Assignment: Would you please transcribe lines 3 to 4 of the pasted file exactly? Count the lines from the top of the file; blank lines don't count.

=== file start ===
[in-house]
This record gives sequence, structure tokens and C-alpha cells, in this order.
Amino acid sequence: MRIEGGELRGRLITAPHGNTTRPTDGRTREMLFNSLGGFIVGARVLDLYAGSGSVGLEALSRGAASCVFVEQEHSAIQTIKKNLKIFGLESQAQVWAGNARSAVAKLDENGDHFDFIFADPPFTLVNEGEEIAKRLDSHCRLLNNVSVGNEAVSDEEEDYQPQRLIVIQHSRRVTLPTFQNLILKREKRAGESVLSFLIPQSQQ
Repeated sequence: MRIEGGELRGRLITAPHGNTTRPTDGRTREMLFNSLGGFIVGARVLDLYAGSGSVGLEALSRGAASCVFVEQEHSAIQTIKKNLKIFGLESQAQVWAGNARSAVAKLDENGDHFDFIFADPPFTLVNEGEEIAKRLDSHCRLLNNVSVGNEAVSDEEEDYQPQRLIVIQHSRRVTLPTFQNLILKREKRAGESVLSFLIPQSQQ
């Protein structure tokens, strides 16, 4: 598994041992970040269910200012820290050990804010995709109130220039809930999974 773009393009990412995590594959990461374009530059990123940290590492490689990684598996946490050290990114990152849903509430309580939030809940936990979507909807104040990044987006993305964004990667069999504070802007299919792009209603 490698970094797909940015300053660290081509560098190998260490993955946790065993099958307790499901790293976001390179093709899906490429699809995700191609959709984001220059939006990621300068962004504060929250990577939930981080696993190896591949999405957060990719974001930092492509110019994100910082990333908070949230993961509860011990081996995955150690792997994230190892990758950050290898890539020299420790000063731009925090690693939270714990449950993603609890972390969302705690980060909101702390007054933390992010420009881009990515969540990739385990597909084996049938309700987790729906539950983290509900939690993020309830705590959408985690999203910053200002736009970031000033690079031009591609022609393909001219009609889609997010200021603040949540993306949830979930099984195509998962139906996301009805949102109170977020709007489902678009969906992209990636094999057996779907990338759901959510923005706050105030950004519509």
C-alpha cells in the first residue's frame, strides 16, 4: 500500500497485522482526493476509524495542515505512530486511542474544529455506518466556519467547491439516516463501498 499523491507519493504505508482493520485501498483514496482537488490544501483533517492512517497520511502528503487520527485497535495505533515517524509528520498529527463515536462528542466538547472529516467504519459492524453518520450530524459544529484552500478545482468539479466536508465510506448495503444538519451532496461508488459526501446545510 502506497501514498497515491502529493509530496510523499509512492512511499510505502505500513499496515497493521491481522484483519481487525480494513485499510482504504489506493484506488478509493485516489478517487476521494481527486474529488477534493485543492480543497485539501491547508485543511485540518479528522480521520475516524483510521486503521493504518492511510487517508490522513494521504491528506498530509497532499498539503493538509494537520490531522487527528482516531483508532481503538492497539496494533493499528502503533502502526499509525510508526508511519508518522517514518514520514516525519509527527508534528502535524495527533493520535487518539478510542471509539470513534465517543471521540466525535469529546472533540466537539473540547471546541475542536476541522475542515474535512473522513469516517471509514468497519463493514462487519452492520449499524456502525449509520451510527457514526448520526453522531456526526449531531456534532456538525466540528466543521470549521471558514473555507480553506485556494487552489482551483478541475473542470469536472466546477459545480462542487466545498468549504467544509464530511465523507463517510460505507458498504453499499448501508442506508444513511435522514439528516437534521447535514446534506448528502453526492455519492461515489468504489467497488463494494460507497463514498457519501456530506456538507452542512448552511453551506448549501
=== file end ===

Amino acid sequence: MRIEGGELRGRLITAPHGNTTRPTDGRTREMLFNSLGGFIVGARVLDLYAGSGSVGLEALSRGAASCVFVEQEHSAIQTIKKNLKIFGLESQAQVWAGNARSAVAKLDENGDHFDFIFADPPFTLVNEGEEIAKRLDSHCRLLNNVSVGNEAVSDEEEDYQPQRLIVIQHSRRVTLPTFQNLILKREKRAGESVLSFLIPQSQQ
Repeated sequence: MRIEGGELRGRLITAPHGNTTRPTDGRTREMLFNSLGGFIVGARVLDLYAGSGSVGLEALSRGAASCVFVEQEHSAIQTIKKNLKIFGLESQAQVWAGNARSAVAKLDENGDHFDFIFADPPFTLVNEGEEIAKRLDSHCRLLNNVSVGNEAVSDEEEDYQPQRLIVIQHSRRVTLPTFQNLILKREKRAGESVLSFLIPQSQQ